US power coalition demands action to deal with Coronavirus

WASHINGTON - Renewable energy and other trade bodies in the US are calling on Capitol Hill to extend provision of tax incentives to help the sector “surmount the impacts” of the COVID-19 pandemic.

In a signed joint letter, the American Council on Renewable Energy (ACORE), American Wind Energy Association (AWEA), Energy Storage Association (ESA), National Hydropower Association (NHA), Renewable Energy Buyers Alliance (REBA), and the Solar Energy Industries Association (SEIA) stated: “With over $50bn in annual investment over each of the past five years, the clean energy sector is one of the nation’s most important economic drivers. But that growth is placed at risk by a range of COVID-19 related impacts”.

These include “supply chain disruptions that have the potential to delay construction timetables and undermine the ability of wind, solar and hydropower developers to qualify for time-sensitive tax credits, and a sudden reduction in the availability of tax equity, which is crucial to monetising tax credits and financing clean energy projects of all types.”
The letter goes onto state: “Like all sectors of our economy the renewable and clean grid industry – including developers, manufacturers, construction workers, electric utilities, investors and major corporate consumers of renewable power – needs stability.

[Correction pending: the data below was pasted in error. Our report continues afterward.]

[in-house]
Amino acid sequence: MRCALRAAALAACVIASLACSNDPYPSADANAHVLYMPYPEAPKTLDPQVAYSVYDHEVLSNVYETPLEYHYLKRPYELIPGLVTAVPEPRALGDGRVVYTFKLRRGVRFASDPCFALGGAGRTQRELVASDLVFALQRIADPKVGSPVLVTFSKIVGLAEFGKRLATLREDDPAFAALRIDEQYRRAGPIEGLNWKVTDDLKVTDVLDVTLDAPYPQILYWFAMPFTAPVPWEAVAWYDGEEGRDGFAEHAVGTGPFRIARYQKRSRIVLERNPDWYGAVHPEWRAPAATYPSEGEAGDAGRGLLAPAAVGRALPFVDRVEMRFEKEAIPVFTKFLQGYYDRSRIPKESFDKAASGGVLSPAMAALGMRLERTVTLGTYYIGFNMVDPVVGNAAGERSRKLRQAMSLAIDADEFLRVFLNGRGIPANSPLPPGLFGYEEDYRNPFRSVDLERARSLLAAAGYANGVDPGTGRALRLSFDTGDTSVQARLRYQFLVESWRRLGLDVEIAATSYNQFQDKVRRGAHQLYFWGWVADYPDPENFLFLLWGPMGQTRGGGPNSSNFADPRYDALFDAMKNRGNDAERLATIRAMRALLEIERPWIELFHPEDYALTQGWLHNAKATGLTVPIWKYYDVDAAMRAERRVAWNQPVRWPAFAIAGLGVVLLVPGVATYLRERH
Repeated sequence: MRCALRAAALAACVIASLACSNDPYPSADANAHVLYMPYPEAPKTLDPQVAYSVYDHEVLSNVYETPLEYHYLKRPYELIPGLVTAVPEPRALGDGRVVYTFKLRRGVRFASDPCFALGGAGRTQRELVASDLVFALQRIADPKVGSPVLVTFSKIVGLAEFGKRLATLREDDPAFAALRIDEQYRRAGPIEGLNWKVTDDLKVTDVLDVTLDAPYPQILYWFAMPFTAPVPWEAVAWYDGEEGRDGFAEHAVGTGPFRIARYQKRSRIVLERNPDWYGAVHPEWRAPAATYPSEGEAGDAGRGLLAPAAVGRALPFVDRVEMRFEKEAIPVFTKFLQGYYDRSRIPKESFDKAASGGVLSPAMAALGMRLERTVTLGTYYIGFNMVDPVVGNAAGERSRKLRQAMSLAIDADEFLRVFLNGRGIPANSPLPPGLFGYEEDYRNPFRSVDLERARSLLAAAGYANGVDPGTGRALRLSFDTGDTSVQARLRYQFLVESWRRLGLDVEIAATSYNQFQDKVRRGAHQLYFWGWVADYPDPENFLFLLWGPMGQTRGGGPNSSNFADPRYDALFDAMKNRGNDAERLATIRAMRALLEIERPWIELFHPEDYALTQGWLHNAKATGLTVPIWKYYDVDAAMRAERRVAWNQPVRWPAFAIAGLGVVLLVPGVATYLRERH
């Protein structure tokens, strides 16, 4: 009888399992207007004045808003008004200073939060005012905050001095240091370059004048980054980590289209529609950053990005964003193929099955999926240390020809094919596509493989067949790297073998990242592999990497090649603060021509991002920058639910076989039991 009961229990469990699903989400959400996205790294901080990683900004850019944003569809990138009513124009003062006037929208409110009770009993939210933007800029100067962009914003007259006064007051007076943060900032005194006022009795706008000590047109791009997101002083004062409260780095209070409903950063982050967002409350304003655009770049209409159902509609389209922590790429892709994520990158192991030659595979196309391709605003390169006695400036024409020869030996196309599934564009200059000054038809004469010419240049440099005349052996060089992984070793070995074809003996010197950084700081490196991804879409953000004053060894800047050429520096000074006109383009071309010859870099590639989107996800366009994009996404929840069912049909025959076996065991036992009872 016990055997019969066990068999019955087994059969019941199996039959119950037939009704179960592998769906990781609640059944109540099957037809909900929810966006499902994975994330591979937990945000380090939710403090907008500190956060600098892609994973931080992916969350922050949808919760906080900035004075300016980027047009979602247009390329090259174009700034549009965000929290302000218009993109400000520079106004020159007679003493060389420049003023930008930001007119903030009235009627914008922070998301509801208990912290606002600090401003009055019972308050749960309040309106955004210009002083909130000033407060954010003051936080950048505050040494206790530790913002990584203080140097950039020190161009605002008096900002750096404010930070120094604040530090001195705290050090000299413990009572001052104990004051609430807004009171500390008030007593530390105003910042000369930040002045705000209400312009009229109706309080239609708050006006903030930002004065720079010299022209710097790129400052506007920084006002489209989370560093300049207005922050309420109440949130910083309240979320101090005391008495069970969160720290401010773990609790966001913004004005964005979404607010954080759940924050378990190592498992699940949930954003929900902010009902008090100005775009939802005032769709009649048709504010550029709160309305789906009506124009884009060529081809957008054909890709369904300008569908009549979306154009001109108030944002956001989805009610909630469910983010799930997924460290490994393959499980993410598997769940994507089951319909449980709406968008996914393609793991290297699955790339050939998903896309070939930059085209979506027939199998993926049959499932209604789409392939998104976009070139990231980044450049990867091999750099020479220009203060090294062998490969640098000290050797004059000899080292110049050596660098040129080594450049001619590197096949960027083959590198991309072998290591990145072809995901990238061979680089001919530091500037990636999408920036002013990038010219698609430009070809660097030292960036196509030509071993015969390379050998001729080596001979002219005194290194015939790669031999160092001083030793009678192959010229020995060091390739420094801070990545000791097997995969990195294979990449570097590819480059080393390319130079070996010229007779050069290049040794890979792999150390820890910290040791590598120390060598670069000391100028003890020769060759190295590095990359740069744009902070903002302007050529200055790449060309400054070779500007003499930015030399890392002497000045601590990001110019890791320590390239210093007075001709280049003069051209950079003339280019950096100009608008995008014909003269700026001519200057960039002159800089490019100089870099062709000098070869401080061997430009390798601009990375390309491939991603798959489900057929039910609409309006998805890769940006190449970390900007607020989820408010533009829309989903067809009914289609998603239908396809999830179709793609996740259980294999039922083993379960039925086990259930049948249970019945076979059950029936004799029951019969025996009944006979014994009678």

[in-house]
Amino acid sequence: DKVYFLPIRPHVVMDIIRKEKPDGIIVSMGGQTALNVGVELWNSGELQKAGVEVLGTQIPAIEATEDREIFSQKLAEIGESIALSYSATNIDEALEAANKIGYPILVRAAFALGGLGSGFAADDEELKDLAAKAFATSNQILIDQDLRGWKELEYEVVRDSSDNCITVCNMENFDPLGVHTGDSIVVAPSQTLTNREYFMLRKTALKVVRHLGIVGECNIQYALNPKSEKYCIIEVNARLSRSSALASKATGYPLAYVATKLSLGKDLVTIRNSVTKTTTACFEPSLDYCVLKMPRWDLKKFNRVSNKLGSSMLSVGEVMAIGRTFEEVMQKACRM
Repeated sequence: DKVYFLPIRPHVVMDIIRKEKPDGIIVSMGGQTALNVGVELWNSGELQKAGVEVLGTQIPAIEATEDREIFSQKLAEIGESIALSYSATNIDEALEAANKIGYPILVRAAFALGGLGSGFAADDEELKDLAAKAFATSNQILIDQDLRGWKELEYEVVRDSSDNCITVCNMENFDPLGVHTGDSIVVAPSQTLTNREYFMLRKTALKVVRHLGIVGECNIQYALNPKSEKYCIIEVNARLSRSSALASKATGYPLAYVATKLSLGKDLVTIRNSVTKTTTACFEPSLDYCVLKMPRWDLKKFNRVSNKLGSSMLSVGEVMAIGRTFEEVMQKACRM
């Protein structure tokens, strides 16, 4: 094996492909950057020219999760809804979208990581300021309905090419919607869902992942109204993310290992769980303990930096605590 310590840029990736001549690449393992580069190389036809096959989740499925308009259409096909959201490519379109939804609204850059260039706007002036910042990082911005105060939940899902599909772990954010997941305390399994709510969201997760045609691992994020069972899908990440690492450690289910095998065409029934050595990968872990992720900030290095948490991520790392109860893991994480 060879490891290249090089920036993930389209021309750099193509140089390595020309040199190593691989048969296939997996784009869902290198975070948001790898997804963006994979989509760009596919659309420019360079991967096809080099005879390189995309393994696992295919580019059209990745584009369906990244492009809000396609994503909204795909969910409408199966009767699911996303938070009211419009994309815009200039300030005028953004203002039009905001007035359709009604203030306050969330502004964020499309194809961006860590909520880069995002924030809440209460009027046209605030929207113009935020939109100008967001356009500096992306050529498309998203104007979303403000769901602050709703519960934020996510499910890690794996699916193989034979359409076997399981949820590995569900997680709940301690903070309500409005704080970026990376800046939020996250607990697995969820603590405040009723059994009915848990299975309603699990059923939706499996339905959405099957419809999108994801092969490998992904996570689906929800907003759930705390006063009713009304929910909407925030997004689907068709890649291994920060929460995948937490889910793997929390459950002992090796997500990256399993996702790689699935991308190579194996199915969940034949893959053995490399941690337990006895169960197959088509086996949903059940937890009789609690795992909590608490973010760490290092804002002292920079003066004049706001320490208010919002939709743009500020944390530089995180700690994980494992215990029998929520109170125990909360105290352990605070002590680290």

“The current uncertainty about the ability to qualify for and monetise tax incentives will have real and substantial negative impacts to the entire economy.

On behalf of the thousands of companies that participate in America’s renewable and clean energy economy, the coalition of organisations is requesting the US Government take three “critical” steps to address pandemic-related disruptions.

The first is an extension of start construction and safe harbour deadlines to ensure that renewable projects can qualify for renewable tax credits despite delays associated with supply chain disruptions.

The second is the implementation of provisions that will allow renewable tax credits to be available for direct pay to facilitate their monetisation in the face of reduced availability of tax equity.

Thirdly, the signatories have requested the enactment of a direct pay tax credit for standalone energy storage to foster renewable growth and help secure a more resilient grid.


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